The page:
Two sets of gene expression profiles predict response to a common lung cancer drug for patients that have no guiding indicators for their treatment now, scientists from The University of Texas MD Anderson Cancer Center report at the AACR 102nd Annual Meeting.
"The only way we have to predict erlotinib's treatment benefit for patients now is by checking for certain mutations and amplifications of the epidermal growth factor receptor (EGFR), and that only covers about 12 percent of patients," said John Heymach, M.D., Ph.D., associate professor in MD Anderson's Department of Thoracic/Head and Neck Oncology.
Erlotinib, known commercially as Tarceeva, inhibits EGFR.
"We know there are other groups of patients who benefit from erlotinib, but right now we can't identify them in advance," Heymach said. "These two biomarker sets have potentially broad impact by covering the 88 percent of patients who lack EGFR mutations."
Using a five-gene signature and a group of genes involved in a certain type of cell transition, Heymach and colleagues developed biomarkers that indicate treatment benefit for patients with normal EGFR. They also identified one gene in each set a potential targets for new drugs, Heymach said.
The biomarkers were developed by analyzing data from the Biomarker-integrated Approaches of Targeted Therapy for Lung Cancer Elimination (BATTLE) clinical trial conducted at MD Anderson. BATTLE analyzed the use of pre-specified biomarkers to guide treatment among four options.
"Last year, we presented results on pre-specified markers to determine how effective they would be at predicting response to EGFR inhibition," Heymach said. "This year, we looked for gene responses that had not been chosen in advance for BATTLE."
The researchers analyzed core needle biopsies of 101 BATTLE clinical trial patients and also looked at 54 non-small cell lung cancer lines to find genes involved in epithelial-to-mesenchymal transition (EMT). Cancer cells that change from stationary cells (epithelial) that line organs into mobile mesenchymal cells become more invasive, resistant to treatment and are associated with metastasis.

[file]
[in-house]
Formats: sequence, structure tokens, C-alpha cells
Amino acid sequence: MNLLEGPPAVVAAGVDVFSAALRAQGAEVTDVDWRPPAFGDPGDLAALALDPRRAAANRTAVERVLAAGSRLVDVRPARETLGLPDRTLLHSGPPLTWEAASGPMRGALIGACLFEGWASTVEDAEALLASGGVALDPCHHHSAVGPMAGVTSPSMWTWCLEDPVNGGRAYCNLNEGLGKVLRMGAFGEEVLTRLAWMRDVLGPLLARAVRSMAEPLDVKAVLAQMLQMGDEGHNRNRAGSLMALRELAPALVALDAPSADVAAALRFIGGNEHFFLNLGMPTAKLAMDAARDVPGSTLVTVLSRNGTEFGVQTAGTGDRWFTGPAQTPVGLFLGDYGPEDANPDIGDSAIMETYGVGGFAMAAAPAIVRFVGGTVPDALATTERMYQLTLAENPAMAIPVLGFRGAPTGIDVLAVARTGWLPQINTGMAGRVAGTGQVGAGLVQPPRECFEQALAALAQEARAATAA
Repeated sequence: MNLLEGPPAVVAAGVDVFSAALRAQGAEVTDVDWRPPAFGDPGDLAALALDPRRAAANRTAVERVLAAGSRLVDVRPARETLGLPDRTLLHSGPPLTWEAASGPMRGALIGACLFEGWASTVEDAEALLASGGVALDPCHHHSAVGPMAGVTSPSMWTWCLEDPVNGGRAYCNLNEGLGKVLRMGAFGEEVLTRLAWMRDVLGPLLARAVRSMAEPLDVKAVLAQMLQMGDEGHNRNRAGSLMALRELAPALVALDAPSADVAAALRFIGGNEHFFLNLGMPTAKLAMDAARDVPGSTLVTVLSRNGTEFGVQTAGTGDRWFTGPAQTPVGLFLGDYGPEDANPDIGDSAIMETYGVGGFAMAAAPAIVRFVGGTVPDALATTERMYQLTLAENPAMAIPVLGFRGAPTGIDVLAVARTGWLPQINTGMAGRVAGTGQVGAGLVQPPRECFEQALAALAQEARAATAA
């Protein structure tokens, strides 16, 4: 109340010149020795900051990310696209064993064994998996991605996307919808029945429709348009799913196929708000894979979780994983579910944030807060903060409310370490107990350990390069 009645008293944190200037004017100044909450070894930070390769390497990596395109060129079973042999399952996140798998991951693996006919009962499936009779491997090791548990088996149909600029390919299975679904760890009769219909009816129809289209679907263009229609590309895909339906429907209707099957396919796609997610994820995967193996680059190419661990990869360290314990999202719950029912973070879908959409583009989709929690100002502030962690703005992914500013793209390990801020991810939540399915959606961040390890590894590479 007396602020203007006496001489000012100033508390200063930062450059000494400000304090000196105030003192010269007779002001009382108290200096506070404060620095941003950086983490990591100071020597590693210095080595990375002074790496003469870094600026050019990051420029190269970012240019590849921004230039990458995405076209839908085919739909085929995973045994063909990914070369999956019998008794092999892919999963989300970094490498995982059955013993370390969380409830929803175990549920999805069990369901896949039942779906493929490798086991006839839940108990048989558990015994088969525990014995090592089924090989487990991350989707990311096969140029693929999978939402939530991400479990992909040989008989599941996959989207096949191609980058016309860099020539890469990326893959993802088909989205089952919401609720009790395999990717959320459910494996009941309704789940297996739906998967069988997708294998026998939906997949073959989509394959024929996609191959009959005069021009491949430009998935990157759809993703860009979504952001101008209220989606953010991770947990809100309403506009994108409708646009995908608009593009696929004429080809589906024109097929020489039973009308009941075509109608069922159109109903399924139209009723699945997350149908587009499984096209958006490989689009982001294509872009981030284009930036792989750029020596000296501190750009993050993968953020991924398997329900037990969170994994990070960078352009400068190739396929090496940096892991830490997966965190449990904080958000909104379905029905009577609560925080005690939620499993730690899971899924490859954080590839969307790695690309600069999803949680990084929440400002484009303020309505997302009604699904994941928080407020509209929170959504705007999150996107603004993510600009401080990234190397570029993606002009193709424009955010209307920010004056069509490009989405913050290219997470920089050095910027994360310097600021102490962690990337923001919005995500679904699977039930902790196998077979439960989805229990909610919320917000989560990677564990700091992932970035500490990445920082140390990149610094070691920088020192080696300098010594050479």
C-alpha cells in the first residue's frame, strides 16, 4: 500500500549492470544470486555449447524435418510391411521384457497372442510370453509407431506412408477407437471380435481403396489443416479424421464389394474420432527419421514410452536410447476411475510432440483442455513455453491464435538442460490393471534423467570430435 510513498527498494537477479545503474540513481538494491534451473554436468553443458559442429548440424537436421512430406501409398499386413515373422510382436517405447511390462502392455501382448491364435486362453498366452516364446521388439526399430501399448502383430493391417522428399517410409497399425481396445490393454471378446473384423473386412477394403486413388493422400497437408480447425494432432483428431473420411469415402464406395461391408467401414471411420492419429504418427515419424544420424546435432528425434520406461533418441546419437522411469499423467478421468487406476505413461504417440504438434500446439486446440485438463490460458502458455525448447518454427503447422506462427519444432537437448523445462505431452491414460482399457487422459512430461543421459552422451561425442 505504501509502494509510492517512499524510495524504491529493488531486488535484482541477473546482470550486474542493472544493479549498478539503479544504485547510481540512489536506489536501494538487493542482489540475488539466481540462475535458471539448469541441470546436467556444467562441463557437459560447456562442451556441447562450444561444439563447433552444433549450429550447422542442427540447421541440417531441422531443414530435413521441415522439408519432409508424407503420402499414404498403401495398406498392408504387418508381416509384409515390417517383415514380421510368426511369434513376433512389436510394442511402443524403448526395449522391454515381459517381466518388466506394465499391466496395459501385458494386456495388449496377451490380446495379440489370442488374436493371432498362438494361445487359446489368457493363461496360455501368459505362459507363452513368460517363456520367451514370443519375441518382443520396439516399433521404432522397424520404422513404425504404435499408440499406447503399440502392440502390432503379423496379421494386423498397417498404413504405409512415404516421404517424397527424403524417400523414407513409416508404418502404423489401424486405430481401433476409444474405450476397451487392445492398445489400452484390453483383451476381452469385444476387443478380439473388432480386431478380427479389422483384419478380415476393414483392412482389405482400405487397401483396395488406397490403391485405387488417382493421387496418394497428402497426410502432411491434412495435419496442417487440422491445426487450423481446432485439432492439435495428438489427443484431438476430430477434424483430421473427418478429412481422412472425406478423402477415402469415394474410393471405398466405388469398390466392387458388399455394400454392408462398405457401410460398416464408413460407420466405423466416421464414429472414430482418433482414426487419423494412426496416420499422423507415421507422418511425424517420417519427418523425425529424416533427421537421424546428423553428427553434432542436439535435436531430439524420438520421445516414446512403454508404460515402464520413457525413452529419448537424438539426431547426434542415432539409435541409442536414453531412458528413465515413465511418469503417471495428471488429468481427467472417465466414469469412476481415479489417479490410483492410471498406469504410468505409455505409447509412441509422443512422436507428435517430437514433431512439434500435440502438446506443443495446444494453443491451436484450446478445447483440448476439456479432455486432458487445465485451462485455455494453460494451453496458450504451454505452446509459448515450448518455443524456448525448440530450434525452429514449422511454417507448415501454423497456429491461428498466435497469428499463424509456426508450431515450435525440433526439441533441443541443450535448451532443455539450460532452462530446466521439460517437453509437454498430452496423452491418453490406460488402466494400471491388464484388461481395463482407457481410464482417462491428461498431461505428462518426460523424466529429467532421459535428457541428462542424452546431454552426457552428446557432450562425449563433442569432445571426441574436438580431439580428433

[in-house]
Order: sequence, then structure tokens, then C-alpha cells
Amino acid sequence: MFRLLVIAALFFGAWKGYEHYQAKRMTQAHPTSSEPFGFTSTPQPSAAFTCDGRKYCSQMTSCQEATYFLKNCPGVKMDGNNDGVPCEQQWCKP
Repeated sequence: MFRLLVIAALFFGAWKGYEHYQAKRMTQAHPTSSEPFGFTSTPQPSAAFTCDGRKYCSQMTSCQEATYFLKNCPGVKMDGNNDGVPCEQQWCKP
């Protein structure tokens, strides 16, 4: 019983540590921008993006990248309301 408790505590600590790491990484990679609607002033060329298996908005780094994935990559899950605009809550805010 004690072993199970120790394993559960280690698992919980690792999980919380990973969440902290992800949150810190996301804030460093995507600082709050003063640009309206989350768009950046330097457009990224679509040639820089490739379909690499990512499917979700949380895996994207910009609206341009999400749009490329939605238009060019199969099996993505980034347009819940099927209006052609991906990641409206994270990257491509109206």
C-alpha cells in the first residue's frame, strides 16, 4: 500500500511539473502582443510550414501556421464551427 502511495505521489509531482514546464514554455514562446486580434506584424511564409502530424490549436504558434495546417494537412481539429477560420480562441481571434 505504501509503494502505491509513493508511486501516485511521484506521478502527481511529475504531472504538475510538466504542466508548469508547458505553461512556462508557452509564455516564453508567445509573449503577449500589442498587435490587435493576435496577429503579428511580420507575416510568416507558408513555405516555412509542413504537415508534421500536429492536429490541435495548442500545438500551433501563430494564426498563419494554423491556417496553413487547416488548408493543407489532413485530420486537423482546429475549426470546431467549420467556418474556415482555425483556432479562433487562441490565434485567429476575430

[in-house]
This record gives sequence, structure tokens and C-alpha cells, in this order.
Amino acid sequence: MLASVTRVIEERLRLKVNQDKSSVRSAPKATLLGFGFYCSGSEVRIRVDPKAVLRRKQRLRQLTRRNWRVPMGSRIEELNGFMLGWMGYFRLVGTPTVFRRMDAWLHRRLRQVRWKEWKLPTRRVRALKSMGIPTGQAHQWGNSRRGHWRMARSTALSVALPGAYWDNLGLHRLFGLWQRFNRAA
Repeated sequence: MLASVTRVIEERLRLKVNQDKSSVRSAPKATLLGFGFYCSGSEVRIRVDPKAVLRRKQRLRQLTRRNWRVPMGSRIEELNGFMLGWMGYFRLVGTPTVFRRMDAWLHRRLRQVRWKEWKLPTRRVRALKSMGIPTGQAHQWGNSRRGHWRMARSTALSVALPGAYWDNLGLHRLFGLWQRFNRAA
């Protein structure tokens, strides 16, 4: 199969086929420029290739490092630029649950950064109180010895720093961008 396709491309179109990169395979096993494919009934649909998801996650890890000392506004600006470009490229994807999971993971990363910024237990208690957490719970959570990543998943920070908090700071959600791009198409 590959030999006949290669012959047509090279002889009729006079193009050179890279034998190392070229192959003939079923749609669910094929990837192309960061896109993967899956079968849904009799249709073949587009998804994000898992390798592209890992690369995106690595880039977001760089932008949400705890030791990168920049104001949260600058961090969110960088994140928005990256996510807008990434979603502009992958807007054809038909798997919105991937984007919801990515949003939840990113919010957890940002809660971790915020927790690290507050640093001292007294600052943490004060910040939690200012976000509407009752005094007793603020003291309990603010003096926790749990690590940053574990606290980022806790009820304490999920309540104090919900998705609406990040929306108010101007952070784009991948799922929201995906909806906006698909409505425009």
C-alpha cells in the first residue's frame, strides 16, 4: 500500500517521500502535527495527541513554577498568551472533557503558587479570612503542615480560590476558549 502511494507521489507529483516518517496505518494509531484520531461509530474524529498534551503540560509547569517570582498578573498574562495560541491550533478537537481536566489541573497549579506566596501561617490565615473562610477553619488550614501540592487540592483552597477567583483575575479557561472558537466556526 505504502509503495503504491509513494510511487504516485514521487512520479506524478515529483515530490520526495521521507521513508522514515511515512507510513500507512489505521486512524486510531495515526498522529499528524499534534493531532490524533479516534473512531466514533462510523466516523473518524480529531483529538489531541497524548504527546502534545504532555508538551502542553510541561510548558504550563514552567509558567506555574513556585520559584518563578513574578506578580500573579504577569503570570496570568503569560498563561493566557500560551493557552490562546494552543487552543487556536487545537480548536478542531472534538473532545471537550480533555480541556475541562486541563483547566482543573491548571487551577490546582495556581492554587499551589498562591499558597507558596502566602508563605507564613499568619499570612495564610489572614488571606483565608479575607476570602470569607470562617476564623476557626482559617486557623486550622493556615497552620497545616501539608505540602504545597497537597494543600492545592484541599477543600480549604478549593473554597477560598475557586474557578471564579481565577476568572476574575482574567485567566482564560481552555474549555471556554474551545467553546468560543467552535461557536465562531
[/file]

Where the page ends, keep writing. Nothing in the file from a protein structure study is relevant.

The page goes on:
The endpoint for BATTLE was disease control after 8 weeks. The team found:
Both sets of signatures will be tested prospectively in the upcoming BATTLE II clinical trial, along with markers from the PI3K-AKT pathway, EGFR signatures and KRAS mutations. The four treatment arms of the trial are erlotinib, sorafenib (Nexavar), erlotinib plus an AKT inhibitor and the AKT inhibitor with a MEK inhibitor.
Co-investigators with Heymach are: Pierre Saintigny, M.D., You Fan, Xi Ming Tang, Edward Kim, M.D., Roy Herbst, M.D., Ph.D., Anne Tsao, M.D., George Blumenschein, M.D., Scott Lippman, M.D., and Waun Ki Hong, all of MD Anderson's Department of Thoracic/Head and Neck Medical Oncology; Lixia Diao, Jing Wang, Ph.D., Kevin Coombes, Ph.D., and John Weinstein, M.D., Ph.D., of MD Anderson's Department of Bioinformatics and Computational Biology; Suyu Liu and J. Jack Lee, Ph.D., MD Anderson's Department of Biostatistics; Steven H. Lin, M.D., Ph.D., MD Anderson's Department of Radiation Oncology; Ignacio I. Wistuba, M.D., of MD Anderson's Department of Pathology; Li Mao, M.D., of the University of Maryland, Baltimore, Dental School Department of Oncology and Diagnostic Science; Luc Girard, Ph.D., The University of Texas Southwestern Medical School Department of Pharmacology; Yang Xie, Ph.D., UT-Southwestern Simmons Comprehensive Cancer Center, and John Minna, M.D., UT- Southwestern Medical School Hamon Center for Therapeutic Oncology Research,
Funding was provided by the U.S. Department of Defense, the MD Anderson and UT Southwestern Lung Cancer Specialized Program in Research Excellence, and MD Anderson's Cancer Center Support Grant from the National Cancer Institute.
Materials provided by University of Texas M. D. Anderson Cancer Center. Note: Content may be edited for style and length.
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